When sufficient force is applied onto the load ring 1414, the load ring 1414 disengages from the collet 1416 (as shown in FIG. 35), thus enabling the collet 1416 to securely engage the capture structure 1420 of the bone screw 1410, which inhibits additional movement between the receiver assembly 1412 and the bone screw 1411.

FIGS. 37-40 illustrate an example of a spinal anchor assembly 1500 according still another embodiment of invention provisional locking assembly. The spinal anchor assembly 1500 includes a bone screw 1510 and a receiver assembly 1512 similar in functions and features to the embodiment of the spinal anchor assembly 1410. Like features and functions will not be repeated here. The spinal anchor assembly 1500 differs from the spinal anchor assembly 10 in that it includes a load ring 1514 and a split ring 1516 (as shown in FIGS. 39-40).

The loading ring 1514 snaps into the split ring 1516 and prevents the split ring 1516 from compressing on the bone screw 1510 and/or capture structure 1518 of the bone screw 1510. This allows the polyaxial motion of the bone screw 1510 relative to the receiver assembly 1512 to be maintained even after reduction of the split ring 1516 into the receiver 1520. Thus, the split ring 1516 can become securely engaged (or wedged) into the receiver 1520 while the bone screw 1510 is able to still articulate within the split ring 1516.

To lock the receiver assembly 1512 relative to the bone screw 1511, additional force is applied by engaging a capture structure 1518 (or lock screw) into the receiver assembly 1512. As the capture structure 1518 is further engaged into the receiver 1514, the bottom surface 71 of the closure structure 1518 is forced down upon the spring elements 1522 of the loading ring 1514 (best shown in FIGS. 37-38). As the spring elements 1522 compress, they apply increasing force onto the split ring 1516, thus permanently fixing the position of the bone screw 1510 relative to the receiver assembly 1512. Furthermore, the bottom surface 71 of the capture structure 13 forces down upon the captured rod. Ultimately, the rod 60, receiver assembly 1512, and bone screw 1510 will be finally fixed relative to each other.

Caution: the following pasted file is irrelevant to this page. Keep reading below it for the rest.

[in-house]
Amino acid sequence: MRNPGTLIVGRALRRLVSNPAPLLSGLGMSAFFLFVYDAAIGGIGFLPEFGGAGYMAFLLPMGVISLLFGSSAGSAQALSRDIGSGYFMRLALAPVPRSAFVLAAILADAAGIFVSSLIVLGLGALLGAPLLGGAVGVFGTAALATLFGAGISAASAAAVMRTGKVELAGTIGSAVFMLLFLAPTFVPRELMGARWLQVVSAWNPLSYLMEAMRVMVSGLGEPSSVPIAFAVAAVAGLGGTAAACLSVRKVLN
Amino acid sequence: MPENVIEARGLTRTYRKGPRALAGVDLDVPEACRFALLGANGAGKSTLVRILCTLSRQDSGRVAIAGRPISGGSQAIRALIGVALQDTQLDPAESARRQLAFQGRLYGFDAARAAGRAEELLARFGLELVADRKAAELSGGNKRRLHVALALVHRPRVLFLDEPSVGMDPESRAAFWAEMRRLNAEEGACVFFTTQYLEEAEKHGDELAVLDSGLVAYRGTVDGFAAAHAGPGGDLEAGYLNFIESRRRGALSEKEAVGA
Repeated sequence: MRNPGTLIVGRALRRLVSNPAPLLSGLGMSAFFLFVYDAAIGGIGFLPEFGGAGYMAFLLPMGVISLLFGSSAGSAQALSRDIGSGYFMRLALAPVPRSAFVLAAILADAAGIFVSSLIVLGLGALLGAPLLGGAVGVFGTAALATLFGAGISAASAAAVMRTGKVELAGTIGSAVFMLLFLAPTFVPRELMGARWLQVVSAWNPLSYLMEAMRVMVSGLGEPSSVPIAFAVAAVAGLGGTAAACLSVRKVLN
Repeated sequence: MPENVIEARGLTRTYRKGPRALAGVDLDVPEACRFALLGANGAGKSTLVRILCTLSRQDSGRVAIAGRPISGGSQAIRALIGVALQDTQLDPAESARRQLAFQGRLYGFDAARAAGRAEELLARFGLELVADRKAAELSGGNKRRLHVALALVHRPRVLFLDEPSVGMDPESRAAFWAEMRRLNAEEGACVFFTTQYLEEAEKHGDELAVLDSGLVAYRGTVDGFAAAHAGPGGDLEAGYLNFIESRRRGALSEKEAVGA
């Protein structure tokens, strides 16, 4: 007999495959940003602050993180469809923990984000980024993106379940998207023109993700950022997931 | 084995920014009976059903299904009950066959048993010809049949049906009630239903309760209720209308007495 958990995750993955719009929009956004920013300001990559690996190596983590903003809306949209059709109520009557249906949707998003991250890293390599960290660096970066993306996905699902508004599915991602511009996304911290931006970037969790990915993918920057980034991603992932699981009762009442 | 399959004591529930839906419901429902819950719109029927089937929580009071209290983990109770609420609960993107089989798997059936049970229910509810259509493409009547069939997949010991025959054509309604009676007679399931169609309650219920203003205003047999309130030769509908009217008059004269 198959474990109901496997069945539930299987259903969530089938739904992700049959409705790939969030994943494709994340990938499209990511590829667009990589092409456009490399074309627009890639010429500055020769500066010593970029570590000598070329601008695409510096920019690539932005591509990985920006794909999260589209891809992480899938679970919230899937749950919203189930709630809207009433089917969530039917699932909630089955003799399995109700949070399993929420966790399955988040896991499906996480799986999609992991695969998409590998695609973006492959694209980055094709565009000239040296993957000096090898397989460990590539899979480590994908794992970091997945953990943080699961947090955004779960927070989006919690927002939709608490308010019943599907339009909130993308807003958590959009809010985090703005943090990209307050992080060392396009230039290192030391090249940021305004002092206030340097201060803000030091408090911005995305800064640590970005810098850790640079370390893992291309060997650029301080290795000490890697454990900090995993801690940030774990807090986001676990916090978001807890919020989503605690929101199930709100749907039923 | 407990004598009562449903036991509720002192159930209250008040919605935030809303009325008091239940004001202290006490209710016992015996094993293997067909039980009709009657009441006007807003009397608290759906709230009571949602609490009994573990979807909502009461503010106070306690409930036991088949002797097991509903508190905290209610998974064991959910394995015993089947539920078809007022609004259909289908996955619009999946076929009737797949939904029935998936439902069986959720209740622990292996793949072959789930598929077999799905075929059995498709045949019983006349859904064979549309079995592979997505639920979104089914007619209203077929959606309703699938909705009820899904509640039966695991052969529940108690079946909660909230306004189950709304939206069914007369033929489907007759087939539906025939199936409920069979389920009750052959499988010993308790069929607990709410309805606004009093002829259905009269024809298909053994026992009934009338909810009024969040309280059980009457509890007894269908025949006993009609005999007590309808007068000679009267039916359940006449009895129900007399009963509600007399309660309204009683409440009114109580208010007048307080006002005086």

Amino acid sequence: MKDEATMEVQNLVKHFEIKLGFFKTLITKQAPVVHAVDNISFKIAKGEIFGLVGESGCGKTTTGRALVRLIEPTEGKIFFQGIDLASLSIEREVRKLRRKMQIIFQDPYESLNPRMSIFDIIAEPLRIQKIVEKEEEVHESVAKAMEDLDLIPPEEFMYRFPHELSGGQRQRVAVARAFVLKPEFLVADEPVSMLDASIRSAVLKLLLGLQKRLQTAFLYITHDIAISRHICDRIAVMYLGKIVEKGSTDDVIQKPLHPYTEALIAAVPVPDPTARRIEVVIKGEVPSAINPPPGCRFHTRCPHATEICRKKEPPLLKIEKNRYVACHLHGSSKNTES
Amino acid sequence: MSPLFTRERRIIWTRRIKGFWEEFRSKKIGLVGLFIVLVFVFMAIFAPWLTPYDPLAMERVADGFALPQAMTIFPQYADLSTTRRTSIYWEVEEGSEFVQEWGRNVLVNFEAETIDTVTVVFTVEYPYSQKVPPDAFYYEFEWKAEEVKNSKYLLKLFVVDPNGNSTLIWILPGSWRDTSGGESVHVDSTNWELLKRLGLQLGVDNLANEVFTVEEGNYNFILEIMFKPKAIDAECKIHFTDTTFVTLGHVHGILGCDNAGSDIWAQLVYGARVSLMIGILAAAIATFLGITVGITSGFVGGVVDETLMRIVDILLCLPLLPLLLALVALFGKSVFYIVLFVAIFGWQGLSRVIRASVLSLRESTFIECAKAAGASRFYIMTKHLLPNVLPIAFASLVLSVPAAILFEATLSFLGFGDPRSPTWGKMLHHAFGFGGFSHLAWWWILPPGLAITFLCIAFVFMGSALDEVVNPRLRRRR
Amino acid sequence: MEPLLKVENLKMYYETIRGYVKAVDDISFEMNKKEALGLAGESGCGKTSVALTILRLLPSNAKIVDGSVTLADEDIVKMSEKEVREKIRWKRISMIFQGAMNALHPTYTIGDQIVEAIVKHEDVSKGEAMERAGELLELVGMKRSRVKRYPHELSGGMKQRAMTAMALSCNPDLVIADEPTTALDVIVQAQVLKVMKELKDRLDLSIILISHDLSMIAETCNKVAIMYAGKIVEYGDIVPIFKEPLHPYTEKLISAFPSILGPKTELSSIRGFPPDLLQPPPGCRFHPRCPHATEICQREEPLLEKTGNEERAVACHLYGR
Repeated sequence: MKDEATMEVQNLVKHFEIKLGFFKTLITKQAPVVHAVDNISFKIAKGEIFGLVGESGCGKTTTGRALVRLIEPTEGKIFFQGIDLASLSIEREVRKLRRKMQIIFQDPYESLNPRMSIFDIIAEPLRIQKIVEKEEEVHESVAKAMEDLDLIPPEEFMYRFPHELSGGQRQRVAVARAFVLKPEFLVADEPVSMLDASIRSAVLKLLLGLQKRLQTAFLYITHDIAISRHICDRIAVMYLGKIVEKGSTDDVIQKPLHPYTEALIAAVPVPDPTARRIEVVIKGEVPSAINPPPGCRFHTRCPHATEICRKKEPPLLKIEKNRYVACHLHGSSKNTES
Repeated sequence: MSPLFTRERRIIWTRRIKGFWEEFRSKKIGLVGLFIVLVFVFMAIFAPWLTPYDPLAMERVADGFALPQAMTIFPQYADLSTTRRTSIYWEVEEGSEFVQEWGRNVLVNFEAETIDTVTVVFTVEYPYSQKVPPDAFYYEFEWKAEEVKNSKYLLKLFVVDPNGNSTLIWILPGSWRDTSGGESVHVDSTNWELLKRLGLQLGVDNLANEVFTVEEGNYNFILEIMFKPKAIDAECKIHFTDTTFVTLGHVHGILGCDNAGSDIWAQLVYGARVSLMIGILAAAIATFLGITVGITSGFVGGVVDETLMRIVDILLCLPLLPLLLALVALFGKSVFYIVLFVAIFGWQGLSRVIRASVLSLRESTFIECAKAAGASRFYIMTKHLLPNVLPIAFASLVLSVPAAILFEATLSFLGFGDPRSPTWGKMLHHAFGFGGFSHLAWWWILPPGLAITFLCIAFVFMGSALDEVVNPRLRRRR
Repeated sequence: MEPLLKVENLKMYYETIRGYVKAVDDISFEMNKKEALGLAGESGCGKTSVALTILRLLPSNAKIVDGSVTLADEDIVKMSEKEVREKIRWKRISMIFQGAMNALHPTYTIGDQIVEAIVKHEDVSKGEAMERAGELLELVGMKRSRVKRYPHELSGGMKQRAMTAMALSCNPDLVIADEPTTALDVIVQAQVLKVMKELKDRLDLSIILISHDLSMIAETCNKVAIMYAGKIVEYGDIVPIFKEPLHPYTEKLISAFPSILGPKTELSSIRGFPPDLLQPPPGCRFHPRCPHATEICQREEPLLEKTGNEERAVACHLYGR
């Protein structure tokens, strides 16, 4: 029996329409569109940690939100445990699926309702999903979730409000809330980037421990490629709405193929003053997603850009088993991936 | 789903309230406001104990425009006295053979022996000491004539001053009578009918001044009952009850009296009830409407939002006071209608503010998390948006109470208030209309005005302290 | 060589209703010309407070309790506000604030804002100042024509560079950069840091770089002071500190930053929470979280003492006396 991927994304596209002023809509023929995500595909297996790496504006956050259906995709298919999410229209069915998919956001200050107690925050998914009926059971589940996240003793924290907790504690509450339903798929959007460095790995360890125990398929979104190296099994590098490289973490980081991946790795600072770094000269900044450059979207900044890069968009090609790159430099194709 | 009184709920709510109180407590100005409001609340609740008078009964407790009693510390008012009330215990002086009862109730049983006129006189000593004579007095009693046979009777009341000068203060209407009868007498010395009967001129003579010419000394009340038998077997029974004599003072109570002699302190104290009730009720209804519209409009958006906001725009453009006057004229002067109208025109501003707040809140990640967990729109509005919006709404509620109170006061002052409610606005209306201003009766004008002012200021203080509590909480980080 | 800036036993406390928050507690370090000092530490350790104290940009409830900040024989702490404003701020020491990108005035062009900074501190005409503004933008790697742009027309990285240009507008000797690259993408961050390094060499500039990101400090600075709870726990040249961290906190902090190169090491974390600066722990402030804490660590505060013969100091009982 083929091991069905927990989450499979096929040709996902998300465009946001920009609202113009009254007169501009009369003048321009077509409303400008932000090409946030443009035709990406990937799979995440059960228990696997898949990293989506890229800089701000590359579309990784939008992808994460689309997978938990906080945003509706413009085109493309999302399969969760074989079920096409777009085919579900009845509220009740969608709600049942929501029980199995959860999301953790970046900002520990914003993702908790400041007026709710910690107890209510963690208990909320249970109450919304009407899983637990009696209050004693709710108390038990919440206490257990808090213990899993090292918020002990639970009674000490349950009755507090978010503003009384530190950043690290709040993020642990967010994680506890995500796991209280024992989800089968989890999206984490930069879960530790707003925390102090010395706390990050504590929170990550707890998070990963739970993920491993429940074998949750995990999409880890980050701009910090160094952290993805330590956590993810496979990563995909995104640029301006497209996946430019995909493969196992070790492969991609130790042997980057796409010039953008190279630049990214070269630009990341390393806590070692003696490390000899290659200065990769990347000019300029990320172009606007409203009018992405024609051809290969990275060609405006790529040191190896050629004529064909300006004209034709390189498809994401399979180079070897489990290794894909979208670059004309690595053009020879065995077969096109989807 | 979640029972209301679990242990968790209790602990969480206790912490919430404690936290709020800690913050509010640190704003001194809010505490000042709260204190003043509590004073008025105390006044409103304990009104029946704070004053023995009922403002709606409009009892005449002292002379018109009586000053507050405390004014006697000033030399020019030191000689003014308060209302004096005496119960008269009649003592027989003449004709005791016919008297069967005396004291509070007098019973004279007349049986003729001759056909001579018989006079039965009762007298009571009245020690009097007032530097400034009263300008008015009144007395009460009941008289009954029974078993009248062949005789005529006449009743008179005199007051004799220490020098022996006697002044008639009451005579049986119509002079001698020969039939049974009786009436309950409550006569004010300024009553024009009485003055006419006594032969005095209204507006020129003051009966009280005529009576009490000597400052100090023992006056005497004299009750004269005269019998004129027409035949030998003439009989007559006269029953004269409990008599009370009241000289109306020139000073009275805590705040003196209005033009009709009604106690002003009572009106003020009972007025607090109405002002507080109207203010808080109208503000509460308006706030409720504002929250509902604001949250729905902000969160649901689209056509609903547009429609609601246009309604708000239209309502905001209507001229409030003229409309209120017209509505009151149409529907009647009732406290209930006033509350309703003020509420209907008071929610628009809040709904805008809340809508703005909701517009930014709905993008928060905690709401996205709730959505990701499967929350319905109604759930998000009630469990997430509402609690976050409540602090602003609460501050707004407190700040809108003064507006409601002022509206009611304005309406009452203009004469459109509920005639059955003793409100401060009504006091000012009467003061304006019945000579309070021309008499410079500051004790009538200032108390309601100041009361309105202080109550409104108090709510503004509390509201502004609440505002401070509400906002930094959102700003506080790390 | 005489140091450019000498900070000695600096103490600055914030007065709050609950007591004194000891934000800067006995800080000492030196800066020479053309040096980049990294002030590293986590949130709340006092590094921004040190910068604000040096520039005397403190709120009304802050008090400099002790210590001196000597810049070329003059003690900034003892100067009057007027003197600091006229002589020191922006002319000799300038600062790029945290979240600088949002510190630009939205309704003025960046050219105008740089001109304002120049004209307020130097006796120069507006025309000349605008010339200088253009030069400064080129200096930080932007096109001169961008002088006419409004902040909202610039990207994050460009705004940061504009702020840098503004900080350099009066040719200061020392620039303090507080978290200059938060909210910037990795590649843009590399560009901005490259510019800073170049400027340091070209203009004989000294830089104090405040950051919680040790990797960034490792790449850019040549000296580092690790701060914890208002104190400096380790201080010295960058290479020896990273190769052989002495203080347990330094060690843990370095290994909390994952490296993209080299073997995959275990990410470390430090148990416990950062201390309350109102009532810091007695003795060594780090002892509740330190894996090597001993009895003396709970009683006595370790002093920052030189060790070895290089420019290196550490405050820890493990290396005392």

FIGS. 41 and 42 illustrate an example of a spinal anchor assembly 400 according to a seventh embodiment. The spinal anchor assembly 400 includes a bone screw 411, a receiver assembly 412 having a collar 440 and a cradle 460. The spinal anchor assembly 400 is largely similar to the spinal anchor assembly 300 and like features will not be further described herein. The spinal anchor assembly 400 differs from the spinal anchor assembly 300 in that it includes a close-topped receiver assembly 412. The close topped receiver assembly 412 includes circular openings 427 to receive the rod. The rods slide through the circular shaped openings 427 and are locked with a closure structure. Any number of closure structures (including the closure structure 13 described herein) may be engaged into the receiver assembly 412 to secure the rod. Because the receiver assembly 412 is closed, the closure member may preferably be void of anti-splay features.

FIGS. 43-48 illustrate an example of an arched transverse connector 500 according to one example embodiment. The arched transverse connector 500 connects two rods that form a part of a spinal fixation assembly (for an example, refer to FIG. 72) situated on either side of the spinal column. The arched transverse connector 500 includes a cross joint 502 with an eccentric pin 504, and a pair of connector heads 506 located at the distal ends of connector arms 508. The eccentric pin 504 in the cross joint 502 enables a user to simply lengthen and shorten the distance between the arched recesses 510 along the tubular joint collar 512. Rotation of the eccentric pin 504 locks and unlocks the cross joint 502 to prohibit or allow translation of one connector arm relative to the other.